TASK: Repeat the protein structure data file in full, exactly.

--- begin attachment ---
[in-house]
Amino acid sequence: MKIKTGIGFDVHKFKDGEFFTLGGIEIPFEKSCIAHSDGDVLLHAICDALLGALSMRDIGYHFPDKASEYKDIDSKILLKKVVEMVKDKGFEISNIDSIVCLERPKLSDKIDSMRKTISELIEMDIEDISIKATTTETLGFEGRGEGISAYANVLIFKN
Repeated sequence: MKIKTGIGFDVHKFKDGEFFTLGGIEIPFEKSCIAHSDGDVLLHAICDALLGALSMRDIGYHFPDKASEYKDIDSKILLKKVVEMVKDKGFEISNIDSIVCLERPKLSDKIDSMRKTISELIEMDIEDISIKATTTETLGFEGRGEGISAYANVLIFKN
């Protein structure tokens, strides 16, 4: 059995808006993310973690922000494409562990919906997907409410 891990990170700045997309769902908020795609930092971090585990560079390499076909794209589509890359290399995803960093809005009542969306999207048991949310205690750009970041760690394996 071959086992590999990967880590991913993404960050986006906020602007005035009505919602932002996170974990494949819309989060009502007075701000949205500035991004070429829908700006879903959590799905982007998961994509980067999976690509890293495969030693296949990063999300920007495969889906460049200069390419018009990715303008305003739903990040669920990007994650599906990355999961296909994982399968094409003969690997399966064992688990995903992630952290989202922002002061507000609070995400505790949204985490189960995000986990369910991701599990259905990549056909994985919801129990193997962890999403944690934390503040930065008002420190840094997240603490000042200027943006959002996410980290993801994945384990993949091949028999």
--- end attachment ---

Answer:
[in-house]
Amino acid sequence: MKIKTGIGFDVHKFKDGEFFTLGGIEIPFEKSCIAHSDGDVLLHAICDALLGALSMRDIGYHFPDKASEYKDIDSKILLKKVVEMVKDKGFEISNIDSIVCLERPKLSDKIDSMRKTISELIEMDIEDISIKATTTETLGFEGRGEGISAYANVLIFKN
Repeated sequence: MKIKTGIGFDVHKFKDGEFFTLGGIEIPFEKSCIAHSDGDVLLHAICDALLGALSMRDIGYHFPDKASEYKDIDSKILLKKVVEMVKDKGFEISNIDSIVCLERPKLSDKIDSMRKTISELIEMDIEDISIKATTTETLGFEGRGEGISAYANVLIFKN
């Protein structure tokens, strides 16, 4: 059995808006993310973690922000494409562990919906997907409410 891990990170700045997309769902908020795609930092971090585990560079390499076909794209589509890359290399995803960093809005009542969306999207048991949310205690750009970041760690394996 071959086992590999990967880590991913993404960050986006906020602007005035009505919602932002996170974990494949819309989060009502007075701000949205500035991004070429829908700006879903959590799905982007998961994509980067999976690509890293495969030693296949990063999300920007495969889906460049200069390419018009990715303008305003739903990040669920990007994650599906990355999961296909994982399968094409003969690997399966064992688990995903992630952290989202922002002061507000609070995400505790949204985490189960995000986990369910991701599990259905990549056909994985919801129990193997962890999403944690934390503040930065008002420190840094997240603490000042200027943006959002996410980290993801994945384990993949091949028999």